This is a topic I've been thinking about for a long time now, and my personal opinion on it changed a whole lot since the idea formed. This article is a kind of way to put those thoughts to a single space, and motivate the community to discussion.
Each time we introduce ourselves in a business environment, we essentially slap a huge label to our foreheads. For example, if I was currently looking for a job, I'd post something like this:
I'm a web-developer with more than 8 years of industry experience. So far, I've been working with:
- Symfony framework
- custom applications
- eZ Publish CMS (now eZ Platform)
- custom work
My work was involved mostly with large distributed systems with complex data models.
Now, as you can see, I just labeled myself as an experienced backend developer. We do this each time we're on a job interview or a random job posting so we can tell our employers what to expect from us.
Does an 8-year experience matter? Yes. But I think the last sentence in that paragraph matters even more. Why? Well, what if instead of that, it didn't say anything at all? How would an employer know that I'm the right person for the job? The length of experience is probably less important than the KIND of experience. I know "junior" devs who run circles around "senior" devs with more than 10 year of experience due to their involvement in major projects these seniors never touched before. Yet those "seniors", only because of their title, do not feel obliged to learn from those "juniors". Believe me, those "seniors" are feeling entitled due to their label.
Also, as you can see, I'm specialized in one thing only. That's a mixed bag. In reality, we all know that PHP is not going anywhere, and in my experience, a switch from one framework to another is not an issue, especially with something as good as Symfony. On the other hand, I could never compete for something like a Python dev, or a Rust dev, or whatever. To people who search for devs using those languages, I'm probably either unemployable or low on the list of others who have more experience than me in those programming languages.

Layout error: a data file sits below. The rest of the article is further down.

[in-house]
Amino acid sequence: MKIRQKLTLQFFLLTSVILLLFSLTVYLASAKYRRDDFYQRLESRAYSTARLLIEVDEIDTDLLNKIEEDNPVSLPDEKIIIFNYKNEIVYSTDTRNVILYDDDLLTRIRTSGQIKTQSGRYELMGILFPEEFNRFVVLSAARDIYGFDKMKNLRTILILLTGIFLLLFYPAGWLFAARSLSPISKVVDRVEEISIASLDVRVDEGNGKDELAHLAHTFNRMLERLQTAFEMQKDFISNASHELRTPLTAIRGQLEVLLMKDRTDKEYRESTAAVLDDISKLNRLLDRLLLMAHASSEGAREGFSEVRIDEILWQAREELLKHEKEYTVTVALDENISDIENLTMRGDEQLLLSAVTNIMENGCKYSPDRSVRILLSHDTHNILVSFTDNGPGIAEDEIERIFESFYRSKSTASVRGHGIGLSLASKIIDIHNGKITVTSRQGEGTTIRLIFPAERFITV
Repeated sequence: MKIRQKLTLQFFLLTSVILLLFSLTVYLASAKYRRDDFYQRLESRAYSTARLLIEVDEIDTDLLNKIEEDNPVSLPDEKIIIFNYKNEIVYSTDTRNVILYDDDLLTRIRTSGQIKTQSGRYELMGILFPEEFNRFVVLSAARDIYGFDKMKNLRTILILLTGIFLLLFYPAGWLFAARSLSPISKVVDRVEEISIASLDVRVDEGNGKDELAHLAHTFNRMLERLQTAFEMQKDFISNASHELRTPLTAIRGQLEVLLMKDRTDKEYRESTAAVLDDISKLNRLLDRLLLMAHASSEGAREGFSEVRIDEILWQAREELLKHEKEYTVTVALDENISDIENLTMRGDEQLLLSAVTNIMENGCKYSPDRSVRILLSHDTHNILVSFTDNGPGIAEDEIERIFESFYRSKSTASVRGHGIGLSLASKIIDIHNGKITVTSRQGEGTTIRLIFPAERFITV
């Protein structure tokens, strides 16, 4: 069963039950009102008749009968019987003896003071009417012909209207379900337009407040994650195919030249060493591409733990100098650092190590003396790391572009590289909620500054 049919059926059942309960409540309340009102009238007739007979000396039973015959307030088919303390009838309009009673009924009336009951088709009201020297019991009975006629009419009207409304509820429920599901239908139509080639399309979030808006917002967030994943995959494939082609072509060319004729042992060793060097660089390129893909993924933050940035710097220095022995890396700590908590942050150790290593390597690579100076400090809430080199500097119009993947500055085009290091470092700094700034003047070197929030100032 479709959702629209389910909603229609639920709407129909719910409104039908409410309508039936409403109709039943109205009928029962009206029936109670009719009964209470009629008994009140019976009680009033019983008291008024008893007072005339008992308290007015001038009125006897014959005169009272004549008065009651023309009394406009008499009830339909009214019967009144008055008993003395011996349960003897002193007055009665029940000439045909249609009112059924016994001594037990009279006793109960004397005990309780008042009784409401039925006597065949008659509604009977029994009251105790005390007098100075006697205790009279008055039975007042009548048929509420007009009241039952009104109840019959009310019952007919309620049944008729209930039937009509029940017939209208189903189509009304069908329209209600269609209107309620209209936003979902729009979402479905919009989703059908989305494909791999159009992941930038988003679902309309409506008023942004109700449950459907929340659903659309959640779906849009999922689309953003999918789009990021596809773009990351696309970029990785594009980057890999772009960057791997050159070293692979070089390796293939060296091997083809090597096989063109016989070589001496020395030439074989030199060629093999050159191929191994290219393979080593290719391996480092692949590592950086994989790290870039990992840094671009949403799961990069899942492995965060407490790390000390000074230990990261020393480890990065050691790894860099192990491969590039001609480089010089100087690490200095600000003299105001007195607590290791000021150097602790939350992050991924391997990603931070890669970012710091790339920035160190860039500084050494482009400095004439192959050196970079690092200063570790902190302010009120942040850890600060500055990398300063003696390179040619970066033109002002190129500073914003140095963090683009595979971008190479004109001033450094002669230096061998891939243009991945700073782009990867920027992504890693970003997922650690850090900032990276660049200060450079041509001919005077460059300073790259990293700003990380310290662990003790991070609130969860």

To those people I say: the KIND of experience matters. What I'm trying to say is that, in the search for quality devs, one should, from time to time, think out of the box. Perhaps the person who just applied for the job has an interest in switching to your tech stack out of a desire to learn. And their past experience, regardless of the technology stack, can help your company in general.
The point of this thought-piece is that, sometimes, we need to change the way we think in order to progress.
I'd be happy if we could get rid of at least some of the labels. Learning programming languages is a matter of syntax, mostly. There are always some hurdles you need to pass in order to grasp the nuances of a programming language, of course, but they're all minuscule compared to the general principles of programming you need to apply in your day-to-day development.
So please, discuss, which labels would you like to see gone and which labels would you like to stay in IT?